The Tahoe Center for Environmental Sciences (TCES), a collaboration between Sierra Nevada College and the University of California, Davis, provides a world-class center for scientific research in the understanding of alpine lakes and watersheds and their environmental preservation. TCES was the first lab in the United States to use chilled beams to eliminate reheat. The $33 million facility opened in 2007. (Photos courtesy of Chris Talbot, talbotimages.com)
In this project, TROX USA provided active chilled beams for laboratory cooling. The HVAC requirements of a laboratory are different from that of a typical commercial office space. Labs require a fixed amount of ventilation air to maintain safety, but air change rates, size of ducting and air handlers are all typically determined by cooling loads. In most labs, as is the case at TCES, air systems can be dramatically reduced if chilled beams are used to handle the cooling requirements and ventilation air is the only air supplied to the room through active chilled beams. The benefits of chilled beams in this lab reduced the ducting and air handling systems and eliminated reheat. Because the cooling is accomplished with pumped chilled water instead of blown cold air, considerable energy savings can be achieved. Annually, at least half of the cooling is accomplished by the coil in the chilled beam.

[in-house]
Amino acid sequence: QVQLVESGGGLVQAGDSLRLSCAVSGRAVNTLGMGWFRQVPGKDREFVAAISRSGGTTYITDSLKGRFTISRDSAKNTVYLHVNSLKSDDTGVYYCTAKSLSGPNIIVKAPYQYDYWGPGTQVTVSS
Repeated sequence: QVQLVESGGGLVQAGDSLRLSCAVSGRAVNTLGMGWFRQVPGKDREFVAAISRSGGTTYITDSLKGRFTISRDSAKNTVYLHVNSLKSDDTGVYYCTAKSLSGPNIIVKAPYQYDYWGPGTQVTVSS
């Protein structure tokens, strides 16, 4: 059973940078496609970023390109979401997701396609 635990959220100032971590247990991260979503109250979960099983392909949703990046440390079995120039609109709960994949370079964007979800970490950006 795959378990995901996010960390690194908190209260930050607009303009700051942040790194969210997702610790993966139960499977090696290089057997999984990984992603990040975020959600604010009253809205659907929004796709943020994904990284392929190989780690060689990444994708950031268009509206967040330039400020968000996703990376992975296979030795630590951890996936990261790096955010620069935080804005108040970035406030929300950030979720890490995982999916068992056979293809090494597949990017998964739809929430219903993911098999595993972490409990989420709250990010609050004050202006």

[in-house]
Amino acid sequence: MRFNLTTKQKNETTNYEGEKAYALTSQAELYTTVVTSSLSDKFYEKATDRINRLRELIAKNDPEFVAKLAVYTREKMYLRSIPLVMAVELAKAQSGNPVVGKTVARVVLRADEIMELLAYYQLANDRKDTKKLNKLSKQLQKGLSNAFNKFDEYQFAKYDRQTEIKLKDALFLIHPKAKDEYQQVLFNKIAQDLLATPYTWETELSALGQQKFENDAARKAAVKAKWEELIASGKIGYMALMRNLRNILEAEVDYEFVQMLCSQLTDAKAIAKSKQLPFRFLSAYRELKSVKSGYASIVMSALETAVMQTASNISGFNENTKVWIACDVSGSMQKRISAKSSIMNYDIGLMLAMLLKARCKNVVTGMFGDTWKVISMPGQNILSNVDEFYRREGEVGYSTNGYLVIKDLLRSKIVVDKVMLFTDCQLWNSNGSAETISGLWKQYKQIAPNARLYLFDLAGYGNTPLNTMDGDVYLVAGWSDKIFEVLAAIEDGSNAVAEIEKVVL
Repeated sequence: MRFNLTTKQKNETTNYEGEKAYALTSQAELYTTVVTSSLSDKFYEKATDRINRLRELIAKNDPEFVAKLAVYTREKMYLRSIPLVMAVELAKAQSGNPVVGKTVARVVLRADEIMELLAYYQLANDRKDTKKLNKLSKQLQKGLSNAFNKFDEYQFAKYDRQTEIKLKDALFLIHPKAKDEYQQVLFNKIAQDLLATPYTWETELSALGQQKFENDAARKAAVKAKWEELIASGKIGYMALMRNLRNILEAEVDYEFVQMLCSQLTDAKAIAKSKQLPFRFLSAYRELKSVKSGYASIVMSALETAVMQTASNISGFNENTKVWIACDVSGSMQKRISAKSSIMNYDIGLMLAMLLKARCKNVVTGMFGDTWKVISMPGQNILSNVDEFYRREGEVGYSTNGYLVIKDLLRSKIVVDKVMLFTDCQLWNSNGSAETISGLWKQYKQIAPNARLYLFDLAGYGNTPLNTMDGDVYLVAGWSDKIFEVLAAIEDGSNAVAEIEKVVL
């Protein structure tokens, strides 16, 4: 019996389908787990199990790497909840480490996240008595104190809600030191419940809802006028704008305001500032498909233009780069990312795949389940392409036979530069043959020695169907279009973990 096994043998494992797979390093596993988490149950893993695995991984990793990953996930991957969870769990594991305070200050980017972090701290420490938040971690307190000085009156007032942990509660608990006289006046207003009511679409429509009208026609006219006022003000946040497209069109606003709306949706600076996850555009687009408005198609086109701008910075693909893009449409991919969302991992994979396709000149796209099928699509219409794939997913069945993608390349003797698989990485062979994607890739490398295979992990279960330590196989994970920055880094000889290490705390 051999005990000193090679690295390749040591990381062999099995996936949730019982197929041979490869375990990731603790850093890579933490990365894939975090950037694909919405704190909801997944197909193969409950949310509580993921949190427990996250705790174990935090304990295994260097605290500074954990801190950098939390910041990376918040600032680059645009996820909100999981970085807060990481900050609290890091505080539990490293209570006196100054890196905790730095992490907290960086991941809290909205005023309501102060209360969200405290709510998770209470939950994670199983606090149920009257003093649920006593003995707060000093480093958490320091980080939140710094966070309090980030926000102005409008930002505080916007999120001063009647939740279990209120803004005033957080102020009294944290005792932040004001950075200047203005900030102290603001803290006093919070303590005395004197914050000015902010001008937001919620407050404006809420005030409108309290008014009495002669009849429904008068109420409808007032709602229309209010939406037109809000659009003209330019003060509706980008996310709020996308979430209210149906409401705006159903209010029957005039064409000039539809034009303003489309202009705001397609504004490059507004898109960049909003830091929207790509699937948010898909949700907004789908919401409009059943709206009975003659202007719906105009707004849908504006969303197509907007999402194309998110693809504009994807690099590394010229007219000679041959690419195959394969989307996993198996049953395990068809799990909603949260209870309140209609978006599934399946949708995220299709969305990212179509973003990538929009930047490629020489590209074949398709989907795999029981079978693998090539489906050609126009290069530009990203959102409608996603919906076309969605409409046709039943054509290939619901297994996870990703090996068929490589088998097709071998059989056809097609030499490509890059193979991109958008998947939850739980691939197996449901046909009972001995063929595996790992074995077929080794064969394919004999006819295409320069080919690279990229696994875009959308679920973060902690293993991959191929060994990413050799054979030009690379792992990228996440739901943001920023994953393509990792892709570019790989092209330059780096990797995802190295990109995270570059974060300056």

Installing TROX active chilled beams in the TCES facility reduced the size of the outside air handlers and ductwork by 40% and reheat was eliminated completely. With the help of the energy savings provided by the TROX chilled beam system, the facility achieved a LEED ® (Leadership in Energy and Environmental Design) rating of Platinum by the U.S. Green Building Council. The Platinum certification for TCES was the first of its kind in the state of Nevada and one of only 26 facilities in the world to have earned the highest tier of recognition under the LEED ® program for New-Construction (LEED-NC).